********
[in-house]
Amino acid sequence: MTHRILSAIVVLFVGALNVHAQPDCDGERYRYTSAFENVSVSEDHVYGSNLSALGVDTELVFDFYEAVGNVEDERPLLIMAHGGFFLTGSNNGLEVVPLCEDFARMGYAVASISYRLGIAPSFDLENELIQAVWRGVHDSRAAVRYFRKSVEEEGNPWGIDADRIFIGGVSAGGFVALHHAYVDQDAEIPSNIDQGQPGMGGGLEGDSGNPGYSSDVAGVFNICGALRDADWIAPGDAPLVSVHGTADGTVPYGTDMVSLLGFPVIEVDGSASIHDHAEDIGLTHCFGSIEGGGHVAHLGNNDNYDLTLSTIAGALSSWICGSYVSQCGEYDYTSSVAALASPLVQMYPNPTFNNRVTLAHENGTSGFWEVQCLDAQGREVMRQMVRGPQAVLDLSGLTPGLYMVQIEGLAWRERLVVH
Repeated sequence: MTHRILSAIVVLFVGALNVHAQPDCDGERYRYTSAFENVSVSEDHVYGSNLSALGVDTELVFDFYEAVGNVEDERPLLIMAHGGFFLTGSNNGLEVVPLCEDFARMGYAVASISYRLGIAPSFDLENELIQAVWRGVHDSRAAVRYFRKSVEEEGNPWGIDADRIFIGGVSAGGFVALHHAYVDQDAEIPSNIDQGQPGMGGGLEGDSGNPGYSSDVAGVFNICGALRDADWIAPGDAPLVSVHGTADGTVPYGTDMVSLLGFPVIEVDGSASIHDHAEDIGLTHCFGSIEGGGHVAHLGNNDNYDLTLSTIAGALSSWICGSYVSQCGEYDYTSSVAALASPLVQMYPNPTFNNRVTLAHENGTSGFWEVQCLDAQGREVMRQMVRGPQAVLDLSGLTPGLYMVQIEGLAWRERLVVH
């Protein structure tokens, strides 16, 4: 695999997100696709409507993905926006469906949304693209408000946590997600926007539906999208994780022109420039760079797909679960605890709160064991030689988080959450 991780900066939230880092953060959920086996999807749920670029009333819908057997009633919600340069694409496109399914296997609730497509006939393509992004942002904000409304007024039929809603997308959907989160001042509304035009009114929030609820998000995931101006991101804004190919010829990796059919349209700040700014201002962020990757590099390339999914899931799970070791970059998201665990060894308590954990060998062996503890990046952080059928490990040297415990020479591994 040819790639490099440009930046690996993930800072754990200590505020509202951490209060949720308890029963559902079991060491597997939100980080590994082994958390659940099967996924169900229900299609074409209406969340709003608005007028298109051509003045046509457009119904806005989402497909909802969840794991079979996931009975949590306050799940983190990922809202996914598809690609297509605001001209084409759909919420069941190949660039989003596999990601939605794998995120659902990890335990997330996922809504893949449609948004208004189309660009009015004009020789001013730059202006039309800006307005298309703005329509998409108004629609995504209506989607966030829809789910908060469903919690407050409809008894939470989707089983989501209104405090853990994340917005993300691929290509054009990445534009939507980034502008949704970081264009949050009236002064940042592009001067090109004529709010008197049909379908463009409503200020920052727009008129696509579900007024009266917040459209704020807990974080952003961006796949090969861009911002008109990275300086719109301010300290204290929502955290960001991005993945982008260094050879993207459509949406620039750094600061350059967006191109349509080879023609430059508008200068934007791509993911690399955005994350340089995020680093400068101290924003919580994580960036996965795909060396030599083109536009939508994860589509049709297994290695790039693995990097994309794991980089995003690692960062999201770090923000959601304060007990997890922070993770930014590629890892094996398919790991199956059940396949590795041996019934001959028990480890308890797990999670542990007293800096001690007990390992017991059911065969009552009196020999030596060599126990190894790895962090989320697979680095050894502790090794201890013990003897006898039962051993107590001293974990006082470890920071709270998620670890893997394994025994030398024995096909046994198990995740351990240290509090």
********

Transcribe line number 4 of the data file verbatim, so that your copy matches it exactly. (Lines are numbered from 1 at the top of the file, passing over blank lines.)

């Protein structure tokens, strides 16, 4: 695999997100696709409507993905926006469906949304693209408000946590997600926007539906999208994780022109420039760079797909679960605890709160064991030689988080959450 991780900066939230880092953060959920086996999807749920670029009333819908057997009633919600340069694409496109399914296997609730497509006939393509992004942002904000409304007024039929809603997308959907989160001042509304035009009114929030609820998000995931101006991101804004190919010829990796059919349209700040700014201002962020990757590099390339999914899931799970070791970059998201665990060894308590954990060998062996503890990046952080059928490990040297415990020479591994 040819790639490099440009930046690996993930800072754990200590505020509202951490209060949720308890029963559902079991060491597997939100980080590994082994958390659940099967996924169900229900299609074409209406969340709003608005007028298109051509003045046509457009119904806005989402497909909802969840794991079979996931009975949590306050799940983190990922809202996914598809690609297509605001001209084409759909919420069941190949660039989003596999990601939605794998995120659902990890335990997330996922809504893949449609948004208004189309660009009015004009020789001013730059202006039309800006307005298309703005329509998409108004629609995504209506989607966030829809789910908060469903919690407050409809008894939470989707089983989501209104405090853990994340917005993300691929290509054009990445534009939507980034502008949704970081264009949050009236002064940042592009001067090109004529709010008197049909379908463009409503200020920052727009008129696509579900007024009266917040459209704020807990974080952003961006796949090969861009911002008109990275300086719109301010300290204290929502955290960001991005993945982008260094050879993207459509949406620039750094600061350059967006191109349509080879023609430059508008200068934007791509993911690399955005994350340089995020680093400068101290924003919580994580960036996965795909060396030599083109536009939508994860589509049709297994290695790039693995990097994309794991980089995003690692960062999201770090923000959601304060007990997890922070993770930014590629890892094996398919790991199956059940396949590795041996019934001959028990480890308890797990999670542990007293800096001690007990390992017991059911065969009552009196020999030596060599126990190894790895962090989320697979680095050894502790090794201890013990003897006898039962051993107590001293974990006082470890920071709270998620670890893997394994025994030398024995096909046994198990995740351990240290509090």